The Lowdown on Licorice

Most of us know licorice as a tasty treat. But true licorice, officially known as Glycyrrhiza glabra, is actually a European plant belonging to the pulse family called Leguminosae. When pounded or pressed, the root of the licorice plant manufactures the sweet substance it’s famous for. Since ancient times, licorice root has been revered for its medicinal purposes. The root has been used as a laxative and trusted as a cure for coughs. Of course, licorice is also brewed for candy and for flavoring tobacco and other substances.

The Licorice Plant

The licorice plant is perennial, with blue, pea-shaped blossoms. True licorice is cultivated primarily in the Middle East, however there is a subspecies known as glycyrrhiza lepidota, or “wild licorice” that is native to North America. Most types of licorice are found in Persia, Southeast Europe and several Asiatic regions, and there are currently fourteen known varieties.

The licorice plant has long graceful stems and lightly spreading, pinnate leaves. From a distance, they display an almost feathery appearance because of their tiny leaflets which resemble those of the False Acacia. At night, the leaves hang down on each side of the midrib. The flowers are little, growing from the axils of the leaves. Licorice flowers are purplish in color and occasionally pale-blue, violet, or yellowish-white. At the peak of maturity, small pods are formed which somewhat resemble a partly grown peapod.

Health Benefits of Licorice

You can find licorice in the histories of herbal medicine and folk healing. There are long and varied legends on the use of licorice. For example, Ancient Chinese healers considered licorice to be one of the important herbs in traditional medicine. Chinese folk healers primarily used licorice as a demulcent for its soothing and coating effects in the digestive and urinary tracts, as well as a cure for diseases including diabetes and tuberculosis.

More recently, the licorice plant has mostly been used to treat coughs and sore throats. Of course, licorice is also favored as a flavoring. “Licorice” is a word derived from the Greek word meaning “sweet root”.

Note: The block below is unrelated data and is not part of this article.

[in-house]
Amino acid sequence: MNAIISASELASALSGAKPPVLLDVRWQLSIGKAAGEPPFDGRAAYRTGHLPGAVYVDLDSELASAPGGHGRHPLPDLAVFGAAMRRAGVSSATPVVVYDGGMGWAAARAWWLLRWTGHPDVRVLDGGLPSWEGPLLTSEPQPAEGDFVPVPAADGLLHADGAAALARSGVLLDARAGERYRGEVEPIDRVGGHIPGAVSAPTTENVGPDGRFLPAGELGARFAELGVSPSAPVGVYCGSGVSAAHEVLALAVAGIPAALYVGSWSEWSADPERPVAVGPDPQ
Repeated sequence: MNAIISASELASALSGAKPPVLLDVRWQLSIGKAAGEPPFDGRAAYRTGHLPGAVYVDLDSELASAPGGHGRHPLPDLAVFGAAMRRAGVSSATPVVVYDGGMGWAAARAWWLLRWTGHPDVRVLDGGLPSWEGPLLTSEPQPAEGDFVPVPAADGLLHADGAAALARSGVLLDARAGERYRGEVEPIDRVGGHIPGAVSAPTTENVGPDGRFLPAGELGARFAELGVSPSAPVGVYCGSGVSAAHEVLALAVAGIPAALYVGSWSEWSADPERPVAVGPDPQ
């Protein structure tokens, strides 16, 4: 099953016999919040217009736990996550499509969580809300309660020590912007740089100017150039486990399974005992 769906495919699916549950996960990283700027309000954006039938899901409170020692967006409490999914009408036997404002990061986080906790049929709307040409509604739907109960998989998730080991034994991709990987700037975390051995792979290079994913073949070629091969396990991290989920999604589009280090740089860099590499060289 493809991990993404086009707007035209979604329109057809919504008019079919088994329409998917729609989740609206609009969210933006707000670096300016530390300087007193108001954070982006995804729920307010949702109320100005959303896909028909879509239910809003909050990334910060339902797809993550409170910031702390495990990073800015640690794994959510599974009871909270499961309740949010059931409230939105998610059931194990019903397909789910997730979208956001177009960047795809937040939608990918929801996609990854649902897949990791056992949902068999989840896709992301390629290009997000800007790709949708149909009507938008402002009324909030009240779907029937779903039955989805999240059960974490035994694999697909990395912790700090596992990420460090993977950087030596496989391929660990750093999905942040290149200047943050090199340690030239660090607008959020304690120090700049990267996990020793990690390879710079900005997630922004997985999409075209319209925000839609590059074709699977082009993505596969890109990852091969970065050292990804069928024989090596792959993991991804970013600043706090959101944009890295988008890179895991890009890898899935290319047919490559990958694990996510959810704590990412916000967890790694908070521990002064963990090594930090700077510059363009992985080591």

More up-to-date studies have shown that licorice contains compounds, called glycyrrhizin and flavonoids. Glyccyrrhizin, according to some studies, has anti-inflammatory properties and may have inhibiting actions that hinder the breakdown of cortisol, an important substance produced by the body.

Although it has yet to be proven to work in humans, licorice may also have anti-viral properties. The flavonoids found in this herb are powerful antioxidants that work to protect several organs of the body, most importantly the liver. Chalcones, which are closely related to flavonoids may also help treat digestive tract cells. Preliminary studies on the results of licorice have shown that the flavonoids can kill the ulcer-causing bacteria, Helicobacter pylori. These bacteria are responsible for most stomach inflammations as well.

Liquiritin, an extract made from licorice, has been used as a treatment for melasma, a pigmentation disorder of the skin. According to a study conducted by medical researchers, 70 percent improvement is observed on melasma patients after a twice daily topical application of liquiritin cream for a duration of four weeks.

Purchasing Information

If you’re looking for licorice at the health food store, there are two main types on the shelves. “Standard” glycyrrhizin is the type of licorice used to treat chronic fatigue, respiratory conditions and herpes. De-glycyrrhizinated licorice is taken to relieve ulcers and other digestive concerns.

Licorice can be purchased in tablets or in capsule form. If you need to treat canker sores, you can also find de-glycyrrhizinated licorice in powder form.